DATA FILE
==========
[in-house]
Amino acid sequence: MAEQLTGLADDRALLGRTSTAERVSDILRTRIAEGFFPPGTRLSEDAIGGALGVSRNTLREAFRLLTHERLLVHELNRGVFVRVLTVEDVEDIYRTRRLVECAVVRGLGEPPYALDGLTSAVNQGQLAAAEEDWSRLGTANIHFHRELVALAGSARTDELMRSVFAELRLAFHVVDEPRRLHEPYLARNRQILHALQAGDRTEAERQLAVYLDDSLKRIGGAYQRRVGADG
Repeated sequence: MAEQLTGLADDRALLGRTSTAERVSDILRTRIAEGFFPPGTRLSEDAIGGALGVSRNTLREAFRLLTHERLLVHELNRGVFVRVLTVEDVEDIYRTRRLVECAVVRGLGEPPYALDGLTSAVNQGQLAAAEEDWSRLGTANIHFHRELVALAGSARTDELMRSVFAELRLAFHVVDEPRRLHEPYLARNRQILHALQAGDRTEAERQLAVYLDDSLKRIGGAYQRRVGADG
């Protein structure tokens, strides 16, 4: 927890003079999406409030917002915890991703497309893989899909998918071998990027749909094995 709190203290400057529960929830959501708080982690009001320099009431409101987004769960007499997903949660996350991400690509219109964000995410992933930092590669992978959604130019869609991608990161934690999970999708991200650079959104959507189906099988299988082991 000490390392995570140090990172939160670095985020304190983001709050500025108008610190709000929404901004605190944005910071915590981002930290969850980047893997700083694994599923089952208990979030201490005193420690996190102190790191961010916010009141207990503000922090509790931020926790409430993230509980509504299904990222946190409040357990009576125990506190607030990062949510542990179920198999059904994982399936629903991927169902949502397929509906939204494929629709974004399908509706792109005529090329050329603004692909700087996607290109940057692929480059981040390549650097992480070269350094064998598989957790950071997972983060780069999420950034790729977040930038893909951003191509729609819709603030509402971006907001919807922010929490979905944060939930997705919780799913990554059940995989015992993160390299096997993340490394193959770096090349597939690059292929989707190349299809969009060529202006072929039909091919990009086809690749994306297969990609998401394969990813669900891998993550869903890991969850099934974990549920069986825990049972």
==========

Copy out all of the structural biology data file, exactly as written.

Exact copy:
[in-house]
Amino acid sequence: MAEQLTGLADDRALLGRTSTAERVSDILRTRIAEGFFPPGTRLSEDAIGGALGVSRNTLREAFRLLTHERLLVHELNRGVFVRVLTVEDVEDIYRTRRLVECAVVRGLGEPPYALDGLTSAVNQGQLAAAEEDWSRLGTANIHFHRELVALAGSARTDELMRSVFAELRLAFHVVDEPRRLHEPYLARNRQILHALQAGDRTEAERQLAVYLDDSLKRIGGAYQRRVGADG
Repeated sequence: MAEQLTGLADDRALLGRTSTAERVSDILRTRIAEGFFPPGTRLSEDAIGGALGVSRNTLREAFRLLTHERLLVHELNRGVFVRVLTVEDVEDIYRTRRLVECAVVRGLGEPPYALDGLTSAVNQGQLAAAEEDWSRLGTANIHFHRELVALAGSARTDELMRSVFAELRLAFHVVDEPRRLHEPYLARNRQILHALQAGDRTEAERQLAVYLDDSLKRIGGAYQRRVGADG
């Protein structure tokens, strides 16, 4: 927890003079999406409030917002915890991703497309893989899909998918071998990027749909094995 709190203290400057529960929830959501708080982690009001320099009431409101987004769960007499997903949660996350991400690509219109964000995410992933930092590669992978959604130019869609991608990161934690999970999708991200650079959104959507189906099988299988082991 000490390392995570140090990172939160670095985020304190983001709050500025108008610190709000929404901004605190944005910071915590981002930290969850980047893997700083694994599923089952208990979030201490005193420690996190102190790191961010916010009141207990503000922090509790931020926790409430993230509980509504299904990222946190409040357990009576125990506190607030990062949510542990179920198999059904994982399936629903991927169902949502397929509906939204494929629709974004399908509706792109005529090329050329603004692909700087996607290109940057692929480059981040390549650097992480070269350094064998598989957790950071997972983060780069999420950034790729977040930038893909951003191509729609819709603030509402971006907001919807922010929490979905944060939930997705919780799913990554059940995989015992993160390299096997993340490394193959770096090349597939690059292929989707190349299809969009060529202006072929039909091919990009086809690749994306297969990609998401394969990813669900891998993550869903890991969850099934974990549920069986825990049972």